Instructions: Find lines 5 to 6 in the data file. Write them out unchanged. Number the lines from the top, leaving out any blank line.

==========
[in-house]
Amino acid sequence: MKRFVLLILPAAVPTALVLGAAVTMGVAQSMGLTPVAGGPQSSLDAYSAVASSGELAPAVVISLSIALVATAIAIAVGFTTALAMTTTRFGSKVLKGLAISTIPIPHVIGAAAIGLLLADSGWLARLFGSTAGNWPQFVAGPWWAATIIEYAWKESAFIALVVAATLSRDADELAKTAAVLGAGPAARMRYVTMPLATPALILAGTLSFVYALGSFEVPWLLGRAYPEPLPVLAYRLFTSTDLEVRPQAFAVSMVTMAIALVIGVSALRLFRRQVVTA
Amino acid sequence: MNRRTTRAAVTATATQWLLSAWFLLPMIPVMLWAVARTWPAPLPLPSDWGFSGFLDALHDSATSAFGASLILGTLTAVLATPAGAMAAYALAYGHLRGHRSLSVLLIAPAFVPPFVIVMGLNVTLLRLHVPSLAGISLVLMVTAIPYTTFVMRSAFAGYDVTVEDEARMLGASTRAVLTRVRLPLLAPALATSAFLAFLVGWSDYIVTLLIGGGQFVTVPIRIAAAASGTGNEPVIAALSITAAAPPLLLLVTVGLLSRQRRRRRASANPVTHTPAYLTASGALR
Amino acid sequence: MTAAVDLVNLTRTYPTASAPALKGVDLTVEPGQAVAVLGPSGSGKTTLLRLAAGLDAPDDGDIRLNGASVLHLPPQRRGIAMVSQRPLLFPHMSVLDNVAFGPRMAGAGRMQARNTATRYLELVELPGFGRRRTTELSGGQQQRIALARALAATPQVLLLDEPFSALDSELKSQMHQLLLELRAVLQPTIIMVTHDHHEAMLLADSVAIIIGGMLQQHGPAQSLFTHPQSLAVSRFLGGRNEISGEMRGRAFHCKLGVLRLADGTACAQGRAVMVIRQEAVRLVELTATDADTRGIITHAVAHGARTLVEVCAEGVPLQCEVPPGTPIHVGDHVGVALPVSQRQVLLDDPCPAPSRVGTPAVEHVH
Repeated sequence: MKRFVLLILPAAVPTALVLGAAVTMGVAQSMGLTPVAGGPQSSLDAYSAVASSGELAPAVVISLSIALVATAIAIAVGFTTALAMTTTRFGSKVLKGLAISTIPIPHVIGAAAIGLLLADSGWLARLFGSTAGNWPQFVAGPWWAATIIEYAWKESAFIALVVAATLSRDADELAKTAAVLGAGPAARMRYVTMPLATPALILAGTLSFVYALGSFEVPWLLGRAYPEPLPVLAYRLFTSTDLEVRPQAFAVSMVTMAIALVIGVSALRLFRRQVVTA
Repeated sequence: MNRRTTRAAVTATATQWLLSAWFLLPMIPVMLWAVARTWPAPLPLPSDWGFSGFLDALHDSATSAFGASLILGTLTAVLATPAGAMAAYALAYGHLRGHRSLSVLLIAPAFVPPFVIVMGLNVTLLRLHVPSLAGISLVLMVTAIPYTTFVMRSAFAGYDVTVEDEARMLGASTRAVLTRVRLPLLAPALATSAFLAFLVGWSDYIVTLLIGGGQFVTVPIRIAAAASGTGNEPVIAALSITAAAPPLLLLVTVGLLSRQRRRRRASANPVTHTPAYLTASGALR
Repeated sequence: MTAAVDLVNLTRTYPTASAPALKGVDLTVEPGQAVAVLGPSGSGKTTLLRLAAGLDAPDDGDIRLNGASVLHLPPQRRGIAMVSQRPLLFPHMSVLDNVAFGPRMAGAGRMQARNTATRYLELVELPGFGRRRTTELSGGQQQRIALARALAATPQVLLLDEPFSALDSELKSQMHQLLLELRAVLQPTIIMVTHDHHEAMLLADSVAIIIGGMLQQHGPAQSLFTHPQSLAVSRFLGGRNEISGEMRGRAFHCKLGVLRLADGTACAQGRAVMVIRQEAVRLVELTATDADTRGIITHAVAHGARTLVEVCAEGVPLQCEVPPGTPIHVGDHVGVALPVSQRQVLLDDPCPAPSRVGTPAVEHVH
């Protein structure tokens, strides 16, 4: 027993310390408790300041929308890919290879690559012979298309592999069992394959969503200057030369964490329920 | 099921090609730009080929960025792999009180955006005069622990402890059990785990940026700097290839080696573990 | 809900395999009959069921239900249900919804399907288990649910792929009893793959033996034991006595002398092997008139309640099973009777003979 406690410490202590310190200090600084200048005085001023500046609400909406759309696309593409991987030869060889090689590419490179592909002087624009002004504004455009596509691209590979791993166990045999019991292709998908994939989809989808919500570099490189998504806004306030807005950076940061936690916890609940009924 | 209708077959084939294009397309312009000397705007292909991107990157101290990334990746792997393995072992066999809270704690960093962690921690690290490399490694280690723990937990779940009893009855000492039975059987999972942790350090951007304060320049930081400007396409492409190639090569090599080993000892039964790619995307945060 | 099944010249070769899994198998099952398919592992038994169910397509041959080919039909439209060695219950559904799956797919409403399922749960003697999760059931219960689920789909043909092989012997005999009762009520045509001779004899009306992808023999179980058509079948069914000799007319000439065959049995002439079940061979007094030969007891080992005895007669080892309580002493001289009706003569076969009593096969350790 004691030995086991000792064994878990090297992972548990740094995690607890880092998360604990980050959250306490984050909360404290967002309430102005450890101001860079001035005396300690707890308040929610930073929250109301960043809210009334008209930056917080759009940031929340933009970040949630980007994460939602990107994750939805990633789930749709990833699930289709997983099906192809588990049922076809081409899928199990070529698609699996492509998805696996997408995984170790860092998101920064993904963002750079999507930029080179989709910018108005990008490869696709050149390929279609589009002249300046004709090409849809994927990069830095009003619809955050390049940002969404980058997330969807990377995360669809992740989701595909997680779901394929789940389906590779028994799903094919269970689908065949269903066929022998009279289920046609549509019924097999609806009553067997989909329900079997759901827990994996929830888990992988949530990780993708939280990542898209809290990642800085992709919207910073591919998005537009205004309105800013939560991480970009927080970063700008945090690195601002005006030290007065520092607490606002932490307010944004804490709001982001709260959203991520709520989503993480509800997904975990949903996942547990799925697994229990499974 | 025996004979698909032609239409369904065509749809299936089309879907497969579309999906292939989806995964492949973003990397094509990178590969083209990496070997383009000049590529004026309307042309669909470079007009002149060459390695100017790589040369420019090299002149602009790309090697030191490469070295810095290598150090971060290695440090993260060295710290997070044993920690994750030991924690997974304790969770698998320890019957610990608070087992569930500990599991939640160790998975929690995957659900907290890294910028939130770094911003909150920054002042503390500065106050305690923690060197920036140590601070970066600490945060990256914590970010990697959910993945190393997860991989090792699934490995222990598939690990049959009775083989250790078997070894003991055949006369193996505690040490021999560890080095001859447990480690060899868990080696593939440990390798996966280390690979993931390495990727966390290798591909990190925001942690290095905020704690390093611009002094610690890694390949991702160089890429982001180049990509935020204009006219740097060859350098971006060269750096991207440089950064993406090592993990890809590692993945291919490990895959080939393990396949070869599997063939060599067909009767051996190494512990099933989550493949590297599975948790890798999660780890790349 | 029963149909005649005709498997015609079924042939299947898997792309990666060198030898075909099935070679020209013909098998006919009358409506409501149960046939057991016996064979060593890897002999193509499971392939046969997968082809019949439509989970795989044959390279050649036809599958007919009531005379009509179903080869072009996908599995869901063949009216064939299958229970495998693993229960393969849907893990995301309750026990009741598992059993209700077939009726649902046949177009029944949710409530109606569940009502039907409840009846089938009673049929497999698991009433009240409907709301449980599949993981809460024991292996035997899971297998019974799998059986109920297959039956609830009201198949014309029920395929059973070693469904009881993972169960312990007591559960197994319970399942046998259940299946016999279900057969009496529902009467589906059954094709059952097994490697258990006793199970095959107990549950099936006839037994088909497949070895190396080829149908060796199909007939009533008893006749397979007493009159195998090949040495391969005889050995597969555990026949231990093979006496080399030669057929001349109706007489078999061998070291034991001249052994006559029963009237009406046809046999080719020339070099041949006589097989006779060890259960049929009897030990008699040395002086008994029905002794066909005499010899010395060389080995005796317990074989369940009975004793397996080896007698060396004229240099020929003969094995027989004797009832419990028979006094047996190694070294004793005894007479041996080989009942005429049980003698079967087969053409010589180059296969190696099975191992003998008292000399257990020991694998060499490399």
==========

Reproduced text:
Repeated sequence: MKRFVLLILPAAVPTALVLGAAVTMGVAQSMGLTPVAGGPQSSLDAYSAVASSGELAPAVVISLSIALVATAIAIAVGFTTALAMTTTRFGSKVLKGLAISTIPIPHVIGAAAIGLLLADSGWLARLFGSTAGNWPQFVAGPWWAATIIEYAWKESAFIALVVAATLSRDADELAKTAAVLGAGPAARMRYVTMPLATPALILAGTLSFVYALGSFEVPWLLGRAYPEPLPVLAYRLFTSTDLEVRPQAFAVSMVTMAIALVIGVSALRLFRRQVVTA
Repeated sequence: MNRRTTRAAVTATATQWLLSAWFLLPMIPVMLWAVARTWPAPLPLPSDWGFSGFLDALHDSATSAFGASLILGTLTAVLATPAGAMAAYALAYGHLRGHRSLSVLLIAPAFVPPFVIVMGLNVTLLRLHVPSLAGISLVLMVTAIPYTTFVMRSAFAGYDVTVEDEARMLGASTRAVLTRVRLPLLAPALATSAFLAFLVGWSDYIVTLLIGGGQFVTVPIRIAAAASGTGNEPVIAALSITAAAPPLLLLVTVGLLSRQRRRRRASANPVTHTPAYLTASGALR